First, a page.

What are the odds? Finding refuge in the United States

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Out of 42,705 applications for refugee status in 2003, 25,309 were accepted, including James Tour and Nyanit Malual, the Sudanese-American couple featured in the accompanying profile.

The cap that fiscal year was 70,000.

RELATED STORY ⇒ Behind the success of a Sudanese couple: ‘Sometimes you have to prove yourself.’

What’s the difference between refugee status and asylum-seeker status?

“Refugees,” under the Refugee Act of 1980, are any people who’ve been persecuted or fear persecution for their race, religion, nationality, social group or political opinions. 

James Tour and Nyanit Malual of Manchester.

To seek Refugee Status applicants must apply from outside the United States. Usually, applicants have already left their home countries – perhaps because of war, violence, or economic hardship. The waiting time for those accepted by the United States is now averaging more than two years. Applicants typically reside in a third country during that time.  James Tour and Nyanit Malual, subjects of this profile story, applied for refugee status from Egypt after they left Sudan.

To seek Asylum Status, applicants must be physically present in the United States or at a port of entry to the U.S. when they apply.  During the Covid pandemic, the U.S. invoked Title 42, a section of the 1994 U.S. Code, that denies entry to persons who pose a risk of spreading a communicable disease.  U.S. ports of entry were closed and remain closed to asylum-seekers although the Biden Administration has allowed some exceptions. 

Who determines the number of refugee status admissions allowed annually?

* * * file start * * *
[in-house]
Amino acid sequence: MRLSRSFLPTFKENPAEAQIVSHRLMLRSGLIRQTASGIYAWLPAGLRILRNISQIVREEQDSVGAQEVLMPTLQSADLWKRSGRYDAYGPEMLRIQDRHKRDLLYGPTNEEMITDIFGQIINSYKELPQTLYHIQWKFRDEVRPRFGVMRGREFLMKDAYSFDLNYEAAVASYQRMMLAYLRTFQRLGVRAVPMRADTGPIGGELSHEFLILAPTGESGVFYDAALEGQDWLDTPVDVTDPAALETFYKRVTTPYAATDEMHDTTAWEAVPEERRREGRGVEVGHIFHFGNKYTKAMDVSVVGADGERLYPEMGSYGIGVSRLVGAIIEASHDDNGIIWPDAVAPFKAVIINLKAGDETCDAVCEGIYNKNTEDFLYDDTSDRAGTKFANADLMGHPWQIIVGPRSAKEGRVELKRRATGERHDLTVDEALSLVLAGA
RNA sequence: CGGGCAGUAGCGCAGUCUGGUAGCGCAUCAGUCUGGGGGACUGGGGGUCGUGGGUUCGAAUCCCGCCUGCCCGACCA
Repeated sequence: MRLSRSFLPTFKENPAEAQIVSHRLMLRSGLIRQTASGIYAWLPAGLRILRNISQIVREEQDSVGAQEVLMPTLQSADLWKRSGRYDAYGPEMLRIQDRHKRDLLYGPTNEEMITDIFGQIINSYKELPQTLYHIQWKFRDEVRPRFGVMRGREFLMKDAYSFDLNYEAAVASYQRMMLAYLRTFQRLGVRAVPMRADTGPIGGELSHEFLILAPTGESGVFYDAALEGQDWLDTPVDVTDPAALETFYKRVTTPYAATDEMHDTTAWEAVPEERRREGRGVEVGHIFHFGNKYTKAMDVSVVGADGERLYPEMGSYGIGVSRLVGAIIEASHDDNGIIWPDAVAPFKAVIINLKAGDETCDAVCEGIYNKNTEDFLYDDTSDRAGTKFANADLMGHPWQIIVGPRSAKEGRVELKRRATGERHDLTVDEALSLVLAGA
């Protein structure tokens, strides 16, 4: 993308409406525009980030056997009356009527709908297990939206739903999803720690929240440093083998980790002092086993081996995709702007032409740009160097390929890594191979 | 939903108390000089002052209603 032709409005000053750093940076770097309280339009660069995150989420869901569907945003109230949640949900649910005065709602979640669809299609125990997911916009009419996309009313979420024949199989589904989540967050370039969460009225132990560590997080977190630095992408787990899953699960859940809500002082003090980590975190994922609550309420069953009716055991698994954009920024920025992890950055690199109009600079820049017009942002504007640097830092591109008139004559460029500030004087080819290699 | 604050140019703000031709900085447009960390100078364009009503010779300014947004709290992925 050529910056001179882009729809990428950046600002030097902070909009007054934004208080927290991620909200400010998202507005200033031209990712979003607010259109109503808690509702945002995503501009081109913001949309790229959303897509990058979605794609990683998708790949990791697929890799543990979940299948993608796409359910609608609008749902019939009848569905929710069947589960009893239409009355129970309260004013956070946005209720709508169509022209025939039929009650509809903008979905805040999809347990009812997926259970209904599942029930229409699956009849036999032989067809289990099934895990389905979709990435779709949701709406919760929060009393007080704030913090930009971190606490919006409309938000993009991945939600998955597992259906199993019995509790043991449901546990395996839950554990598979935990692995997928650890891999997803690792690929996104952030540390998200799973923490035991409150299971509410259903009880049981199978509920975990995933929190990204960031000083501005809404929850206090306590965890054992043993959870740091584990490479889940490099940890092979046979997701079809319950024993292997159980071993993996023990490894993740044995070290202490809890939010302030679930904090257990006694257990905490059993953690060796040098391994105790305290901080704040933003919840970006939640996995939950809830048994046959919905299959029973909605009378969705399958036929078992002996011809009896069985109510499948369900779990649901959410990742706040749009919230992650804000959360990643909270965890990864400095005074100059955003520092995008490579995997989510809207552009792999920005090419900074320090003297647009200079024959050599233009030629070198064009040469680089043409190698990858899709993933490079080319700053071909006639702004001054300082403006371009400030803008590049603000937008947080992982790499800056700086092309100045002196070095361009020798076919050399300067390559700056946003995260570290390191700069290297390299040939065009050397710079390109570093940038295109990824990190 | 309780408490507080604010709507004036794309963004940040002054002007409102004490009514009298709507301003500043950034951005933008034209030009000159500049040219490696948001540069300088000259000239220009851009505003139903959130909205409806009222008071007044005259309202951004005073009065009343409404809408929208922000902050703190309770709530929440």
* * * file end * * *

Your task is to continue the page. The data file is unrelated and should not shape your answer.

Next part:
The President of the United States. An annual ceiling on number of refugees is set by the President in consultation with Congress.  There is no ceiling on the number of asylum-seekers.  

President Biden increased the cap for the fiscal year 2021 from 15,000 to 62,500,but only 11,411 refugees were resettled, about 18 per cent of the cap, the lowest percentage resettled since the 1980 Refugee Act was passed.

What is the refugee admission limit for fiscal year 2022?

125,000.  However,  for several reasons, including the ongoing Covid pandemic, refugee resettlements are unlikely to reach the cap. Also,134 resettlement sites have been closed since 2017 for lack of funding. In addition, the need to assist Afghan evacuees and Ukrainian refugees has out-paced staffing at the U.S. Refugee Admissions Program (USRAP).   

Although historically the U.S. has resettled more refugees than any other country, its program has not kept up with the increase of global refugees, up more than 50 percent over the past five years. There were more than 26 million as of fiscal year 2020. Less than 1 percent of the total number of displaced people in the world has been resettled to the 37 primary resettlement countries (including the U.S.) each year, according to the U.N. High Commission on Refugees. 


  • In FY 2016, the U.S. admitted nearly 85,000 refugees, a number that declined to fewer than 54,000 refugees in FY 2017, after President Trump reduced the cap/ceiling on refugee admissions via executive order.
  • For FY 2018, refugee admission cap reduced to 45,000;
    FY 2019, admissions reduced to 30,000; 
    FY 2020, cap cut to 18,000.
    However, the cap represents the maximum number of refugees that may be resettled in a year and the Trump administration resettled only 11,814 people in FY 2020, leaving 7,000 slots unfilled.
  • While President Biden increased the FY 2021 cap from the proposed 15,000 to 62,500 in May 2021 and set the FY 2022 cap at 125,000, refugee resettlement infrastructure remains depleted and the administration has struggled to reach these targets in terms of actual refugees resettled. 



About this Author


Julie Zimmer

Julie Zimmer is an associate of the New Hampshire Immigrant Rights Network and a former communications instructor at Kirkwood Community College in Iowa. Anderson and Zimmer live in Peterborough.